According to a recent report published by consumer advocacy group Public Citizen, work-related accidents in the health care industry are a bigger problem than most of us realize. In addition, not a heck of a lot has been done to address well-known risks to workers in health care.
One of the reasons for the problem is that the health care workplaces are subject to far fewer safety inspections than other industries. In fact, medical facilities receive only one-twentieth the number of visits from Occupational Safety and Health Administration inspectors when compared to construction sites, despite the fact that there are twice as many health care workers.
Additionally, when OSHA does inspect work environments, it doesn't have protocols to address every unsafe condition, such as ergonomic conditions, or workplace violence. These risks are covered by a more general provision, which requires additional proof in order for inspectors to adequately address--which means hospitals don't always get cited for such conditions where they exist.
Unsafe ergonomic conditions is a particular problem in the workplace, and is one which OSHA has had difficulty addressing. Anybody who lives with a nurse can attest to the back problems they encounter because of their job. Back in 2000, a measure to protect workers from such conditions was stalled and ultimately blocked, resulting in no action. So, Congress is partly to blame.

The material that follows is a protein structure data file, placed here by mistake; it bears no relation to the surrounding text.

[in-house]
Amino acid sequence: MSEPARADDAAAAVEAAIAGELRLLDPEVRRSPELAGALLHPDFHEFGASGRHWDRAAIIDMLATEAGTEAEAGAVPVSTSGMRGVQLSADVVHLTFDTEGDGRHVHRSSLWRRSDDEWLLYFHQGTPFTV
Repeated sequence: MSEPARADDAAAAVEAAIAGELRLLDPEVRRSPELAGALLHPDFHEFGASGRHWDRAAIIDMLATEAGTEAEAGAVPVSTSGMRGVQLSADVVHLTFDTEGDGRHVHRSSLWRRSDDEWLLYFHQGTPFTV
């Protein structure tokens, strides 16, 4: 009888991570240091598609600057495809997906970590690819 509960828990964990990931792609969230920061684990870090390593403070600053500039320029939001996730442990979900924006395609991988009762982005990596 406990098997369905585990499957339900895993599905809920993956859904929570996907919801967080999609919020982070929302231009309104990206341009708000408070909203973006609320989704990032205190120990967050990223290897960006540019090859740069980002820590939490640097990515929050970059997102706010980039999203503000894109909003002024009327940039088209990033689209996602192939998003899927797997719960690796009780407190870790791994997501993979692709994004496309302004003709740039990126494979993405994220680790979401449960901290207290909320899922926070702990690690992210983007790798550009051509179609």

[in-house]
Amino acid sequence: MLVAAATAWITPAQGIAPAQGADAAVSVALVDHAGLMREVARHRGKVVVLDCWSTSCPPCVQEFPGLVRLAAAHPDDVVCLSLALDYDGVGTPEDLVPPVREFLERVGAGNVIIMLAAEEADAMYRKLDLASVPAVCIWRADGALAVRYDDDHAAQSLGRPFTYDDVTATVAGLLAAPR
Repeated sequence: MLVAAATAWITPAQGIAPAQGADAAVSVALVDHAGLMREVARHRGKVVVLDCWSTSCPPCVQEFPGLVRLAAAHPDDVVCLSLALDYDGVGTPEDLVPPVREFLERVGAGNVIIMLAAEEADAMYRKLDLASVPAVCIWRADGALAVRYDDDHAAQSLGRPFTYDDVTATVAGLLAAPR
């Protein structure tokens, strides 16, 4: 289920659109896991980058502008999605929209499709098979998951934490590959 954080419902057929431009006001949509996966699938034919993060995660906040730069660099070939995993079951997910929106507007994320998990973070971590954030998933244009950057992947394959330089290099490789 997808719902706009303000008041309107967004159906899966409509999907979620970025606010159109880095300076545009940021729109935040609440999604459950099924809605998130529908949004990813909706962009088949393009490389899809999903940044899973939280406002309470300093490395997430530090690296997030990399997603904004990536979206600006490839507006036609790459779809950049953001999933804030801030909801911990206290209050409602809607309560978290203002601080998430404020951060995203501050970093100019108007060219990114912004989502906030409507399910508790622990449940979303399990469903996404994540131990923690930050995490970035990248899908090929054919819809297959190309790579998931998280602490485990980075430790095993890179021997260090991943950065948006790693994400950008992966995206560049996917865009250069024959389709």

Those who suffer workplace injuries, particularly back problems, can find themselves unable to continue working. For these folks, workers' compensation can provided a safety net until they are able to recover. Hopefully, though, problems that commonly afflict health care workers will be adequately addressed in the future as a result of increased awareness.
Source: Huffington Post, "The Hidden Health Care Problem," Taylor Lincoln, July 17, 2013.